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Get Staples Exposure Without a Big Commitment

This article was originally published on ETFTrends.com.

Investors that want the benefit of steadily rising dividends while gaining some defensive exposure via the consumer staples sector do not have to turn to dedicated staples exchange traded funds. Some dividend ETFs, including the ProShares S&P 500 Aristocrats ETF (CBOE:NOBL) feature robust exposure to staples stocks.

NOBL tracks the S&P 500 Dividend Aristocrats Index, a benchmark that only includes companies that have boosted dividends for 25 consecutive years. Dividend growth strategies, including NOBL, often feature exposure to the quality factor and a recent analysis of NOBL’s underlying index confirms as much. At a weight of 23.58%, consumer staples is NOBL's largest sector allocation, according to ProShares data.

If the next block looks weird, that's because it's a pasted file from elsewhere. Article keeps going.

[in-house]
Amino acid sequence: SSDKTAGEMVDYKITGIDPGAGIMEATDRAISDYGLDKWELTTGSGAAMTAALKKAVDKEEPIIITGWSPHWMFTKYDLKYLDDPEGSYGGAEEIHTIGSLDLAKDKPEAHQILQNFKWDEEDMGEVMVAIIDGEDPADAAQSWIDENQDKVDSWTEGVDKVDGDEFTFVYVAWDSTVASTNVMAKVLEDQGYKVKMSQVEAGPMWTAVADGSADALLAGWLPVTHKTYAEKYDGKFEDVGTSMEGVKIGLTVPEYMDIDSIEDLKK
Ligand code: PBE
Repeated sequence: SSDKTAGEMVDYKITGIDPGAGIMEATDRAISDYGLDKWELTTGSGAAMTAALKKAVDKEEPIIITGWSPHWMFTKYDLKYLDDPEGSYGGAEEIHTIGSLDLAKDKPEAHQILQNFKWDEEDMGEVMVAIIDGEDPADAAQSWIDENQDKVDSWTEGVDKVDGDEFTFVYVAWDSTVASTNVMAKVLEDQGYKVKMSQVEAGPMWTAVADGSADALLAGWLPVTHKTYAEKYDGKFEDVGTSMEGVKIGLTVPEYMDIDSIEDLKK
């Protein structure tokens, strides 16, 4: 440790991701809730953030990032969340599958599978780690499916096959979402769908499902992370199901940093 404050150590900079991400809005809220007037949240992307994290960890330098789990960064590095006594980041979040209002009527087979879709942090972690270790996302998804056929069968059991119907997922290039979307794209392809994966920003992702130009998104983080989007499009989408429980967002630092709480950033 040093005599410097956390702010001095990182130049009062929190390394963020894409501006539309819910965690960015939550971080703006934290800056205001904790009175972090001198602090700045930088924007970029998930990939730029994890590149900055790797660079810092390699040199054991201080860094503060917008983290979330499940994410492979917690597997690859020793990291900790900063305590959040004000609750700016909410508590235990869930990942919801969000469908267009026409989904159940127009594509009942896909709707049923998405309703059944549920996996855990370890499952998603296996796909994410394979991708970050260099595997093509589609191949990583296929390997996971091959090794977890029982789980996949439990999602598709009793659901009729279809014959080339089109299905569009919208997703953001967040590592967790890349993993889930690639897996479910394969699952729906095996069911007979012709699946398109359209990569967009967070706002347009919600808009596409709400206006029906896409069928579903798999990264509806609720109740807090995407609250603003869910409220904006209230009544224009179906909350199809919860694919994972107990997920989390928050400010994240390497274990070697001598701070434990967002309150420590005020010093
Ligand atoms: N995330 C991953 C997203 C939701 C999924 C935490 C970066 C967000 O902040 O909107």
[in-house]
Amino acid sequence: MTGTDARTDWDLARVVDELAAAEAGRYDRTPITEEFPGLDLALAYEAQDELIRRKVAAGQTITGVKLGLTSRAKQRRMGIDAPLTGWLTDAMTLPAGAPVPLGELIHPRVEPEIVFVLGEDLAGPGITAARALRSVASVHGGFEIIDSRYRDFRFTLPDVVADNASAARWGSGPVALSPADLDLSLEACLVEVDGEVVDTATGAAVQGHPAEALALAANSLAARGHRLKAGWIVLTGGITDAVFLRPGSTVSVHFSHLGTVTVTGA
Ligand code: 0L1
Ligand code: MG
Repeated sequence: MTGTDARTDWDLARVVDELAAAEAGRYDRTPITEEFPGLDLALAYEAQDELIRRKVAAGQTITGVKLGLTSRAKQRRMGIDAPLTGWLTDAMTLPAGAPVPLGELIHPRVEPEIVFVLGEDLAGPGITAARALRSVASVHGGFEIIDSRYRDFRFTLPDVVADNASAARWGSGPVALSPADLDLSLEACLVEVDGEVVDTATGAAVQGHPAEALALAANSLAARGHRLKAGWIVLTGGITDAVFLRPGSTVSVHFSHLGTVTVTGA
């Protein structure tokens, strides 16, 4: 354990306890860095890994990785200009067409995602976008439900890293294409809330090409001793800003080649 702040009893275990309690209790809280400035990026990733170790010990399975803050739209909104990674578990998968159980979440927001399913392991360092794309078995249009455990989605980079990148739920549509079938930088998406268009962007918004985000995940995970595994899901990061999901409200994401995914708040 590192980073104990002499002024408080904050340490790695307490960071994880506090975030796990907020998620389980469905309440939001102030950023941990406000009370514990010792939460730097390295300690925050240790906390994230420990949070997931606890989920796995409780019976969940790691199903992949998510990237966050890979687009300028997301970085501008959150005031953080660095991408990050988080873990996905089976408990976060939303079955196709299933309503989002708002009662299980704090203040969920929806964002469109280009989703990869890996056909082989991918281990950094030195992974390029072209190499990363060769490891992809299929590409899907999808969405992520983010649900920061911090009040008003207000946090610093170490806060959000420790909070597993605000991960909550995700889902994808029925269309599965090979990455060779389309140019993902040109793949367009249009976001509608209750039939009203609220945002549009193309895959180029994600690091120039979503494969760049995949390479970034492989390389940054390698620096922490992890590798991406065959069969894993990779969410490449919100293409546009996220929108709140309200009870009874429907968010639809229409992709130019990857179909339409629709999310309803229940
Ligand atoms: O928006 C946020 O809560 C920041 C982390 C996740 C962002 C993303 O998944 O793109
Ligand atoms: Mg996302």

“It’s hard to get stoked about a sector with weak earnings growth and pricey valuations,” reports Daren Fonda for Barron's. “But consumer staples, despite those unfavorable traits, have managed to outperform the market this year. And while the sector isn’t 'safe,' at least by historical standards, there are still some attractive stocks in the space, according to Bernstein Research analyst Ali Dibadj.”

NOBL And Staples

NOBL is currently home to 57 stocks, including 11 members of the Dow Jones Industrial Average. NOBL’s Dow holdings include 3M (MMM), Chevron (CVX) and Johnson & Johnson (JNJ).

NOBL's well-known staples holdings include Dow components Coca-Cola (KO), Procter & Gamble (PG) and Walmart Inc. (WMT) as well as Pepsico Inc. (PEP).

“Dibadj and his team have Outperform ratings on Coca-Cola, PepsiCo, P&G, and Estée Lauder. They also have Buys on Hershey (HSY), Mondelez International (MDLZ), and Tyson Foods (TSN),” reports Barron's.

Indications that the Federal Reserve could soon lower interest rates could fan the flames of a rally for dividend stocks. If yields on U.S. government debt decline, dividend stocks often become more attractive to income investors.

“In a tough competitive environment, Dibadj recommends avoiding commodity-oriented stocks and sticking with those that can maintain prices, capture cost savings, or benefit from other growth drivers like innovation or 'marketing prowess,'” according to Barron's.

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